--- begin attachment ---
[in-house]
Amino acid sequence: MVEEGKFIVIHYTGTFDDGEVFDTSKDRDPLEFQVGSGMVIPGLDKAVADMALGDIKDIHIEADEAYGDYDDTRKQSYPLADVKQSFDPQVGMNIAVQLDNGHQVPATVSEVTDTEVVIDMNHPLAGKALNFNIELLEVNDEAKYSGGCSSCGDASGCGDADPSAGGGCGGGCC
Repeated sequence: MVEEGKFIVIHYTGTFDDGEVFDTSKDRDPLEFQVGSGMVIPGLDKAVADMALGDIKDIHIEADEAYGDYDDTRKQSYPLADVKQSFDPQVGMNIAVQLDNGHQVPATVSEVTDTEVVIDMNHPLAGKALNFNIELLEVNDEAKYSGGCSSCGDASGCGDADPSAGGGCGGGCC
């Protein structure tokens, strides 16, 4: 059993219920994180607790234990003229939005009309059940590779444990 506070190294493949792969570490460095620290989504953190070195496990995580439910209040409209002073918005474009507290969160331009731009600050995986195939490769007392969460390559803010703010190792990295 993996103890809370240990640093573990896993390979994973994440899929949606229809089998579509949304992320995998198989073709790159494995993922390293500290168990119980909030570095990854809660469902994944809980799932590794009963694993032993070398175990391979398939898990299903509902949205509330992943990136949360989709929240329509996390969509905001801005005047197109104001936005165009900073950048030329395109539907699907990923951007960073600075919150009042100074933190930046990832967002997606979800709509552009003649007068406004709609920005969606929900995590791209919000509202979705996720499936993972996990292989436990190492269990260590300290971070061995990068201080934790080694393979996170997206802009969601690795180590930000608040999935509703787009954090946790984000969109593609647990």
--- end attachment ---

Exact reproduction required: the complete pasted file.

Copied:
[in-house]
Amino acid sequence: MVEEGKFIVIHYTGTFDDGEVFDTSKDRDPLEFQVGSGMVIPGLDKAVADMALGDIKDIHIEADEAYGDYDDTRKQSYPLADVKQSFDPQVGMNIAVQLDNGHQVPATVSEVTDTEVVIDMNHPLAGKALNFNIELLEVNDEAKYSGGCSSCGDASGCGDADPSAGGGCGGGCC
Repeated sequence: MVEEGKFIVIHYTGTFDDGEVFDTSKDRDPLEFQVGSGMVIPGLDKAVADMALGDIKDIHIEADEAYGDYDDTRKQSYPLADVKQSFDPQVGMNIAVQLDNGHQVPATVSEVTDTEVVIDMNHPLAGKALNFNIELLEVNDEAKYSGGCSSCGDASGCGDADPSAGGGCGGGCC
């Protein structure tokens, strides 16, 4: 059993219920994180607790234990003229939005009309059940590779444990 506070190294493949792969570490460095620290989504953190070195496990995580439910209040409209002073918005474009507290969160331009731009600050995986195939490769007392969460390559803010703010190792990295 993996103890809370240990640093573990896993390979994973994440899929949606229809089998579509949304992320995998198989073709790159494995993922390293500290168990119980909030570095990854809660469902994944809980799932590794009963694993032993070398175990391979398939898990299903509902949205509330992943990136949360989709929240329509996390969509905001801005005047197109104001936005165009900073950048030329395109539907699907990923951007960073600075919150009042100074933190930046990832967002997606979800709509552009003649007068406004709609920005969606929900995590791209919000509202979705996720499936993972996990292989436990190492269990260590300290971070061995990068201080934790080694393979996170997206802009969601690795180590930000608040999935509703787009954090946790984000969109593609647990």